Diagnosis Code I63.8
Information for Medical Professionals
- 434.91 - Crbl art ocl NOS w infrc (Approximate Flag)
- Acute lacunar infarction
- Chronic cerebrovascular accident
- Diffuse cerebrovascular disease
- Infarct of cerebrum due to iatrogenic cerebrovascular accident
- Infarction of basal ganglia
- Left sided cerebral infarction
- Multi-infarct state
- Multiple lacunar infarcts
- Paralytic stroke
- Periventricular hemorrhagic venous infarct
- Posterior circulation stroke of uncertain pathology
- Pure motor lacunar infarction
- Pure sensorimotor lacunar infarction
- Pure sensory lacunar infarction
- Right sided cerebral hemisphere cerebrovascular accident
- Right sided cerebral infarction
- Stroke of uncertain pathology
- Thalamic infarction
Information for Patients
Also called: Embolic Stroke, Thrombotic stroke
A stroke is a medical emergency. There are two types - ischemic and hemorrhagic. Ischemic stroke is the most common type. It is usually caused by a blood clot that blocks or plugs a blood vessel in the brain. This keeps blood from flowing to the brain. Within minutes, brain cells begin to die. Another cause is stenosis, or narrowing of the artery. This can happen because of atherosclerosis, a disease in which plaque builds up inside your arteries. Transient ischemic attacks (TIAs) occur when the blood supply to the brain is interrupted briefly. Having a TIA can mean you are at risk for having a more serious stroke.
Symptoms of stroke are
- Sudden numbness or weakness of the face, arm or leg (especially on one side of the body)
- Sudden confusion, trouble speaking or understanding speech
- Sudden trouble seeing in one or both eyes
- Sudden trouble walking, dizziness, loss of balance or coordination
- Sudden severe headache with no known cause
It is important to treat strokes as quickly as possible. Blood thinners may be used to stop a stroke while it is happening by quickly dissolving the blood clot. Post-stroke rehabilitation can help people overcome disabilities caused by stroke damage.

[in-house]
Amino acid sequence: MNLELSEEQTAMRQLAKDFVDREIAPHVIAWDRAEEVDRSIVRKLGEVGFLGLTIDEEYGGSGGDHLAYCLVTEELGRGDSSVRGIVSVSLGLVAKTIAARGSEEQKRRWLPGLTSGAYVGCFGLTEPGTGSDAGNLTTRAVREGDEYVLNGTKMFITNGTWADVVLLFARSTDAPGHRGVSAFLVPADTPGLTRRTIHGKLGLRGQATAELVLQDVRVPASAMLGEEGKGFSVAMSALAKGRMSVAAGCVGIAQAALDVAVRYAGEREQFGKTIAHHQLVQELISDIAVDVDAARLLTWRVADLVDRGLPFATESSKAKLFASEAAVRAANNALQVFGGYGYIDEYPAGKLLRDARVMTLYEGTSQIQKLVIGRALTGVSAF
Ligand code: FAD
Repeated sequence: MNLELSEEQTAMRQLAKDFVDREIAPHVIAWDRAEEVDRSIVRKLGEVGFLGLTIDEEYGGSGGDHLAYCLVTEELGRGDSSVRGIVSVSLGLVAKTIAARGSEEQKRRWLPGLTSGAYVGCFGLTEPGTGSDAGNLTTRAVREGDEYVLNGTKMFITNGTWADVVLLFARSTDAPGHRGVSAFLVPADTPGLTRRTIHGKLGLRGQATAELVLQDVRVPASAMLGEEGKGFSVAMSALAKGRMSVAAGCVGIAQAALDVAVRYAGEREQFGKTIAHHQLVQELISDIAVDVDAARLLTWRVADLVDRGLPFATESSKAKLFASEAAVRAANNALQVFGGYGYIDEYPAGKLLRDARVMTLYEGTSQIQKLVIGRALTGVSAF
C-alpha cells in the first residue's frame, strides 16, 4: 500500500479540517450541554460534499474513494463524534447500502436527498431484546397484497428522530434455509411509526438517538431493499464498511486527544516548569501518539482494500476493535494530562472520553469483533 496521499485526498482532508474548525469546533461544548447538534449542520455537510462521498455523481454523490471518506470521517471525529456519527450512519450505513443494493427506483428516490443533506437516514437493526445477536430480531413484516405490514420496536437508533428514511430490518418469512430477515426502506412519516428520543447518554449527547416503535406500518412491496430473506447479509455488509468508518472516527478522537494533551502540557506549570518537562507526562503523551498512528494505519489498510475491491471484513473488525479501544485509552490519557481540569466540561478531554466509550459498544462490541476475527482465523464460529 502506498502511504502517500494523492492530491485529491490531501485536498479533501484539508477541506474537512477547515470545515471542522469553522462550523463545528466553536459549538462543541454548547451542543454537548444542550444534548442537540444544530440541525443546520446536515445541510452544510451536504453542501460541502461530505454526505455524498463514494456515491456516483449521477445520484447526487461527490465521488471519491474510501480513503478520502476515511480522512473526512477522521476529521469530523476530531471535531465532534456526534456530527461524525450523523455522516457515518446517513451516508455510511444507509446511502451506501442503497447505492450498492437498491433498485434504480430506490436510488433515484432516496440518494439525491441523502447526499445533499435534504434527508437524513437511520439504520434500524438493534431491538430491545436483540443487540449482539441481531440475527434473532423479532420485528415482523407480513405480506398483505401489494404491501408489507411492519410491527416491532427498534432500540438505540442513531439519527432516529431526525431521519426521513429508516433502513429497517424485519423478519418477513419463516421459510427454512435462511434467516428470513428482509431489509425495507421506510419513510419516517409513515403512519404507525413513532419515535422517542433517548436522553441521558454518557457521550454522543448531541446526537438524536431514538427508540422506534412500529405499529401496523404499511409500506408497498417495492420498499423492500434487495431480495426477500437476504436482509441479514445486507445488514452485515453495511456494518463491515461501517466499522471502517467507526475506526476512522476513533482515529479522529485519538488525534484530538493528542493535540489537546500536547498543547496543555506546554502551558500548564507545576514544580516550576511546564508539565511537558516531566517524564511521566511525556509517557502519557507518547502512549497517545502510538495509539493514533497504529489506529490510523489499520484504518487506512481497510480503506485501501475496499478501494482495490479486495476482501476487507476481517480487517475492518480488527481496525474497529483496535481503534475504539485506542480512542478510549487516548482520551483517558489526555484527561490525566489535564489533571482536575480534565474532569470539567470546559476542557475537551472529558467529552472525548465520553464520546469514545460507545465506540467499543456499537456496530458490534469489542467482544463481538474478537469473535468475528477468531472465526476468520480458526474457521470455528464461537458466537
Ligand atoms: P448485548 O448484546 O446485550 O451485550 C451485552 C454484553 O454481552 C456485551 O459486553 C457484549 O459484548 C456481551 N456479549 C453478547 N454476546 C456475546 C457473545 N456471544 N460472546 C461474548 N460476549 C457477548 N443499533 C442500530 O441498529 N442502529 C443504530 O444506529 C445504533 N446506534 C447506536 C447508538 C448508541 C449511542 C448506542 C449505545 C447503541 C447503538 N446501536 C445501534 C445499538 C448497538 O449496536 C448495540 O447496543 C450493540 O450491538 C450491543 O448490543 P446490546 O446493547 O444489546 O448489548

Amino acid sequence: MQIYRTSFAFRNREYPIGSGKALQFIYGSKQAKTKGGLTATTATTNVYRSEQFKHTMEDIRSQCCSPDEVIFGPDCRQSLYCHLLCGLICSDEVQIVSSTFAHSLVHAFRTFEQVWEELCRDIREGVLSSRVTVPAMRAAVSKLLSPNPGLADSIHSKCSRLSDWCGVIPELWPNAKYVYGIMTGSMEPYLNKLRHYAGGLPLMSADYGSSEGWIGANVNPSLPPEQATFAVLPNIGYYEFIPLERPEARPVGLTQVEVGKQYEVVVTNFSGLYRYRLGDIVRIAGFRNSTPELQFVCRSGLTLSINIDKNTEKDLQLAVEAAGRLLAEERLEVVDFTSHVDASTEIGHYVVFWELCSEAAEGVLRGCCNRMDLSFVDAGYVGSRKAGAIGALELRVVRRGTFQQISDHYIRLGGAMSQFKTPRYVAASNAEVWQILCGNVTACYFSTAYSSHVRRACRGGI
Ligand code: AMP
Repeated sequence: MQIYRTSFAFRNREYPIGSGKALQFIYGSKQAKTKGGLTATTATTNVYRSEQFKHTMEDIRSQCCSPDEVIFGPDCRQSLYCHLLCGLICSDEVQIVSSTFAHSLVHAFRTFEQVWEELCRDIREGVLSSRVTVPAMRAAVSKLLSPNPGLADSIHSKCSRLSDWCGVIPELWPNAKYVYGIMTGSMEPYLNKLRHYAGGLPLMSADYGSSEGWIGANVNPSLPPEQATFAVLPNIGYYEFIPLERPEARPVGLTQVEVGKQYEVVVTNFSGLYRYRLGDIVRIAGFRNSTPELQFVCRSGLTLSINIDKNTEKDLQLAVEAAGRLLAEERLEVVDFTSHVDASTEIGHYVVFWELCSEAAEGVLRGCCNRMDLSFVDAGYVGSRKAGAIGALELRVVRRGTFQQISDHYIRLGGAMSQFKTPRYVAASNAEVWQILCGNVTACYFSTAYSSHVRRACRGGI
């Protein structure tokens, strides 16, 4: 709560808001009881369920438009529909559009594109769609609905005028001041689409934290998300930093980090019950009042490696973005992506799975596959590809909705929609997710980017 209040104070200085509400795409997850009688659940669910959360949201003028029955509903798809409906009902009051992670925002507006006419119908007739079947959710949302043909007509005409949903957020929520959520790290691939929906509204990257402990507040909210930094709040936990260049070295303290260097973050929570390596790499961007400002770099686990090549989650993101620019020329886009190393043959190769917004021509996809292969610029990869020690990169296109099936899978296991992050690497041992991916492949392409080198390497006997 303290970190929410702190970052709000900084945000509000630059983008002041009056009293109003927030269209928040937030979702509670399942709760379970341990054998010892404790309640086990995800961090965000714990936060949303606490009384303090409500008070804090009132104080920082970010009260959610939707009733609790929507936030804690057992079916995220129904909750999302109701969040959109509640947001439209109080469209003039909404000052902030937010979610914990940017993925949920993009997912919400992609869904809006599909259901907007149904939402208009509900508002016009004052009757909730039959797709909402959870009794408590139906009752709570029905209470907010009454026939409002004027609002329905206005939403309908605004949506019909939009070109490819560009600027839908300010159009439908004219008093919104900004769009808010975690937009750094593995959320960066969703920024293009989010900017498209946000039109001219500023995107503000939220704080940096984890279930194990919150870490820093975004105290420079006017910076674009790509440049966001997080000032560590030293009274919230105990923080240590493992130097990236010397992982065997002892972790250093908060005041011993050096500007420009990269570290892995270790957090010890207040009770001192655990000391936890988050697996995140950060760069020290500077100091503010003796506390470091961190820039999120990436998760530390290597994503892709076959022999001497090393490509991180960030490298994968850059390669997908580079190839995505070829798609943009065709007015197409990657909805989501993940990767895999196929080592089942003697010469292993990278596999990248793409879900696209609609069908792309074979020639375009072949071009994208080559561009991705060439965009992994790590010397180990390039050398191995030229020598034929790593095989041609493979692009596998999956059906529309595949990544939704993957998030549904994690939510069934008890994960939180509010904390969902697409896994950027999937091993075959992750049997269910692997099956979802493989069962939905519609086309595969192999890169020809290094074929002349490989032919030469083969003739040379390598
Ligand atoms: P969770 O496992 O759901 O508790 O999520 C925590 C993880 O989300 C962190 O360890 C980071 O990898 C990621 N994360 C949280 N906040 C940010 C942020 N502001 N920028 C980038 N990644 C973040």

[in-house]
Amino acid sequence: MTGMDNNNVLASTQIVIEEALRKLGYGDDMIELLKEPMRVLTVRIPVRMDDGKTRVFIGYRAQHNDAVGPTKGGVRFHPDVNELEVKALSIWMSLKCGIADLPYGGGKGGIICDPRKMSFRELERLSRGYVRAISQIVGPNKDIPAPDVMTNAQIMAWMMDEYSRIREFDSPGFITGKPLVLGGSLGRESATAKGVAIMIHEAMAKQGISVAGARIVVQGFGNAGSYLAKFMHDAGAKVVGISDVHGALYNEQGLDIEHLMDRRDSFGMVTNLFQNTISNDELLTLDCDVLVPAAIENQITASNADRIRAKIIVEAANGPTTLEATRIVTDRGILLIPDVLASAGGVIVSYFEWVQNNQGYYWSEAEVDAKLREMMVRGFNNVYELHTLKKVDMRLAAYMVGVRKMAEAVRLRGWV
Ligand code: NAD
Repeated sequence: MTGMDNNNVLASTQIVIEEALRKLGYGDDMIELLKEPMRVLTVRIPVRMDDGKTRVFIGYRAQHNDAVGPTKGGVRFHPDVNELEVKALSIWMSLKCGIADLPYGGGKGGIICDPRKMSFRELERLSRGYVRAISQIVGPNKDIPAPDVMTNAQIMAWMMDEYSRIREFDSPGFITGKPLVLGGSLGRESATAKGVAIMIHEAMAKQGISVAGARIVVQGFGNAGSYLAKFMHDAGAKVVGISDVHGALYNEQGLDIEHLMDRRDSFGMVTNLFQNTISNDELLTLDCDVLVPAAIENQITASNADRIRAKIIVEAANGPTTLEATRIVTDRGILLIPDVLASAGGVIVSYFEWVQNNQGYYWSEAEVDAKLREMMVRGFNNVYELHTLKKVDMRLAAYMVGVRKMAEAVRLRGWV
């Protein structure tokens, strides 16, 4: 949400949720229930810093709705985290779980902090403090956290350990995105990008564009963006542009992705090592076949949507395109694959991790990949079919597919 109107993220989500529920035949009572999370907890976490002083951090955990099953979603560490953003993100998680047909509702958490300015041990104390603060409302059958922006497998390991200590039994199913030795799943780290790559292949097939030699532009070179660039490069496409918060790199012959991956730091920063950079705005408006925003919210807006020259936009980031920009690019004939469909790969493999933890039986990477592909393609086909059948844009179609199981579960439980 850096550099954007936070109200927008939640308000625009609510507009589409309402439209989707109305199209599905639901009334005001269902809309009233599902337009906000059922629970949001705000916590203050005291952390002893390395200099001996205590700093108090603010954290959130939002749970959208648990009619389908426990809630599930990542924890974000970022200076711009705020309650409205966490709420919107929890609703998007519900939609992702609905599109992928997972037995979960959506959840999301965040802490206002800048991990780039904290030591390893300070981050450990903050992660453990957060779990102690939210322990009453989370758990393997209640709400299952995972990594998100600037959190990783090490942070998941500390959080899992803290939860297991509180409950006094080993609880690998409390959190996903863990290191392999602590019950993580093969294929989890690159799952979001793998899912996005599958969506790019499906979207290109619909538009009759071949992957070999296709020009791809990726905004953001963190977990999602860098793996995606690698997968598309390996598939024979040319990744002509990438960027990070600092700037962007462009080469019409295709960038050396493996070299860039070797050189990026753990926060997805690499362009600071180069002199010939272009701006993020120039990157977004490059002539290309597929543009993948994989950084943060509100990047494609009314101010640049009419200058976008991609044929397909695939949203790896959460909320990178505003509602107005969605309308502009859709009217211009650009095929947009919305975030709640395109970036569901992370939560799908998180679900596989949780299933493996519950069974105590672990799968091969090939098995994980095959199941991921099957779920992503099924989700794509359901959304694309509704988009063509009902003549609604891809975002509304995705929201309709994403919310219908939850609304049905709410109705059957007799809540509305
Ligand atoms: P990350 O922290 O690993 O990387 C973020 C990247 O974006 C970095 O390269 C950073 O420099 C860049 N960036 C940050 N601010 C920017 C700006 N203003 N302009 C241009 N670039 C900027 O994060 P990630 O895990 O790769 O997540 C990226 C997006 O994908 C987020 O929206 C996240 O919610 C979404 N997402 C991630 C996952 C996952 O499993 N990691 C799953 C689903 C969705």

NIH: National Institute of Neurological Disorders and Stroke
- Preventing stroke (Medical Encyclopedia)
- Stroke - discharge (Medical Encyclopedia)
- Thrombolytic therapy (Medical Encyclopedia)
General Equivalence Map Definitions
The ICD-10 and ICD-9 GEMs are used to facilitate linking between the diagnosis codes in ICD-9-CM and the new ICD-10-CM code set. The GEMs are the raw material from which providers, health information vendors and payers can derive specific applied mappings to meet their needs.
- Approximate Flag - The approximate flag is on, indicating that the relationship between the code in the source system and the code in the target system is an approximate equivalent.
- No Map Flag - The no map flag indicates that a code in the source system is not linked to any code in the target system.
- Combination Flag - The combination flag indicates that more than one code in the target system is required to satisfy the full equivalent meaning of a code in the source system.
Present on Admission
The Present on Admission (POA) indicator is used for diagnosis codes included in claims involving inpatient admissions to general acute care hospitals. POA indicators must be reported to CMS on each claim to facilitate the grouping of diagnoses codes into the proper Diagnostic Related Groups (DRG). CMS publishes a listing of specific diagnosis codes that are exempt from the POA reporting requirement.